Mindfulness has several different definitions, but in essence it involves experiencing the present instant, being fully aware of the moment that exists now, and accepting it as it is. Mindfulness is a concept that emerged from the eastern philosophies and is used extensively in Zen meditation, as well as in Pranayama. The effectiveness of this concept in psychotherapy has been recognised and has resulted in the evolution of different forms of therapy that use mindfulness as a technique.
What exactly is it?
Mindfulness is one of the eight constituents of the noble eightfold path taught by Siddharth Gautam, who founded Buddhism over 2500 years ago. Cultivating mindfulness is an important part of Yog, wherein an individual must aim to live fully in the present moment, without judging the past or speculating on the future, but accepting the moment that exists. The use of mindfulness in psychotherapy was first seen in 1979, when Dr. Jon Kabat-Zinn started the Mindfulness based Stress Reduction programme for the chronically ill.
Today, mindfulness is an accepted practice in psychotherapy and there has been a huge increase in the number of published research in the field of mindfulness based psychotherapy. Mindfulness is known to be an effective practice in the treatment of depression and anxiety, stress reduction, elevation of positive mood and a positive outlook towards life.
Which therapy integrates mindfulness?
There are a number of therapy programmes based specifically on mindfulness. Let us briefly consider some of forms of psychotherapy that use mindfulness as a core technique.
Morita Therapy: This form of psychotherapy was developed by the Japanese psychiatrist Dr. Shoma Morita. Mindfulness is cultivated by knowing what one can control, as well as the limitations on one’s personal freedom. This form of psychotherapy places much importance on actions, and focuses on accepting the present moment without intellectualising it.
Gestalt Therapy: Gestalt therapy is influenced by the philosophy of existentialism and the concept of mindfulness in that it focuses on an individual’s experience in the present moment, and places emphasis on individual responsibility on how they live in the present moment.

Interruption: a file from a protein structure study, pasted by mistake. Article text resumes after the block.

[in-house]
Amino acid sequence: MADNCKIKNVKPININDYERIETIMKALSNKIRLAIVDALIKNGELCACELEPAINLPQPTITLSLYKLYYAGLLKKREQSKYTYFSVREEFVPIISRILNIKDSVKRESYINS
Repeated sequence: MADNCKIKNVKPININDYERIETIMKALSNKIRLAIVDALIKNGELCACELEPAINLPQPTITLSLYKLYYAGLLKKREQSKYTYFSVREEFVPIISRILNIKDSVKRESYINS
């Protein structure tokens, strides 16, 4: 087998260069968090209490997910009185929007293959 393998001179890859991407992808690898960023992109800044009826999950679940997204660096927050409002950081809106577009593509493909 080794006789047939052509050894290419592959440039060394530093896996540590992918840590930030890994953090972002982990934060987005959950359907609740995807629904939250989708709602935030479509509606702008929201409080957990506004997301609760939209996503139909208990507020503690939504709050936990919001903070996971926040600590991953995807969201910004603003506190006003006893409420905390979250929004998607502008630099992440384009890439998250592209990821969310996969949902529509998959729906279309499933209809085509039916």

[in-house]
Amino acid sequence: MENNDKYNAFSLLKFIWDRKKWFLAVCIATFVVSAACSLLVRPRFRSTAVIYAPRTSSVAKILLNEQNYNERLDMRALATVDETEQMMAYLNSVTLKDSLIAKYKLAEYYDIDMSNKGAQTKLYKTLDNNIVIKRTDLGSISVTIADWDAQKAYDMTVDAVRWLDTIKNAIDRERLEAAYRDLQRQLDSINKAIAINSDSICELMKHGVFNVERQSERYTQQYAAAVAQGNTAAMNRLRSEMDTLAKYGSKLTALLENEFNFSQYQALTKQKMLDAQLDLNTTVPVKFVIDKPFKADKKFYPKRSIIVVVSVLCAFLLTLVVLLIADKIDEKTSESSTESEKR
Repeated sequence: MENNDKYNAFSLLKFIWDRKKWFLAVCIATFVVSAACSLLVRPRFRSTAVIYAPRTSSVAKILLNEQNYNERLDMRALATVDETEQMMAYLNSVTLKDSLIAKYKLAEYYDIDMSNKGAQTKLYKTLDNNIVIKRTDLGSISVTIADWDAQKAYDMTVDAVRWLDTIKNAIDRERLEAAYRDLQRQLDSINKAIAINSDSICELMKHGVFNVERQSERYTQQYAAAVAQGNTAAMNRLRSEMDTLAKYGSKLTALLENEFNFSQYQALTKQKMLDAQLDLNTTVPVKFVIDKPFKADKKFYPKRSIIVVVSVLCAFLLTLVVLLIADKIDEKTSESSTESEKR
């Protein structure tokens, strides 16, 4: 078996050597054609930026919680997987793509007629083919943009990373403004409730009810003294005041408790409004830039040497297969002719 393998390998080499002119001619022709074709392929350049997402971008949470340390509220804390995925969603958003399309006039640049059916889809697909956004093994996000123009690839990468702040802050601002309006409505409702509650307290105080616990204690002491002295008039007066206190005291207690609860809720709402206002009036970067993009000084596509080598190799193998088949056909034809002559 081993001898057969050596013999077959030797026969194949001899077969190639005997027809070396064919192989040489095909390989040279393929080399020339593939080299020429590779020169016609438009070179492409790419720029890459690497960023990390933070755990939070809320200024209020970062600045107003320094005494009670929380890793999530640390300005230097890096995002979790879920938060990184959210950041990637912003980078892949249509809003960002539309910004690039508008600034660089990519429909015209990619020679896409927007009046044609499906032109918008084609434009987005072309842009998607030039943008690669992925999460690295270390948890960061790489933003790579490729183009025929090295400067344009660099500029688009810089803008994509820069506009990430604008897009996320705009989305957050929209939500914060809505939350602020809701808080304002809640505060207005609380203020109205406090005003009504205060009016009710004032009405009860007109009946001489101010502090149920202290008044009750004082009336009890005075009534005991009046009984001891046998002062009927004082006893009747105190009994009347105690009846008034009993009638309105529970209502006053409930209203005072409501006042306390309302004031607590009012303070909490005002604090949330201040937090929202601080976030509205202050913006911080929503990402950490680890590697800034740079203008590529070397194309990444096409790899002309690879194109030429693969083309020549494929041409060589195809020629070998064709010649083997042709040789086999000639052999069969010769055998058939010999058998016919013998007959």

Adaptation Practice: Dr. Clive Sherlock, a British psychiatrist who was also trained in Zen practice, developed adaptation practice based on the principles of Zen meditation and the cultivation of mindfulness. AP is used extensively in the treatment of depression, anxiety, anger management and stress, among other emotional problems.
Mindfulness-based cognitive therapy (MBCT): Cognitive Behavioural Therapy (CBT) is a psychotherapy extensively used for the treatment of several mental disorders including phobias. MBCT is a combination of CBT and mindfulness practice and meditation and is used to treat a number of mental illnesses – especially long term treatment for Major Depressive Disorder.
Acceptance and Commitment Therapy – originally known as comprehensive distancing, this psychotherapy uses the tools of Zen meditation and the practice of mindfulness in combination with behavioural change strategies. Acceptance and mindfulness are used in different ways in tandem with action oriented behaviour change strategies to increase psychological flexibility and openness.
Dialectical Behaviour Therapy (DBT): this psychotherapy or psychosocial treatment strategy was developed to treat Borderline Personality Disorder. DBT uses the tenets of mindfulness and non judgemental acceptance as its core exercises.
Hakomi: Hakomi is a somatic psychotherapy, which uses body-centred techniques in combination with mindfulness and non violence.
Mindfulness is a quality that one can cultivate, and is beneficial for everyone. It is not a form of treatment, but rather a way to view and live life. When you’re mindful, you are giving your full attention to the present moment. Instead of being caught up in your own thoughts, and your emotional response to your thoughts and circumstances, you distance yourself from the present, and view it with a non judgement attitude. As opposed to being a victim of life, you learn to live life fully in each moment of time.
Psychotherapy that incorporates the principles of mindfulness can be useful to people facing a variety of issues and circumstances. It can help relieve anxiety, reduce stress, improve the quality of your personal relationships and bring about a more positive outlook towards life.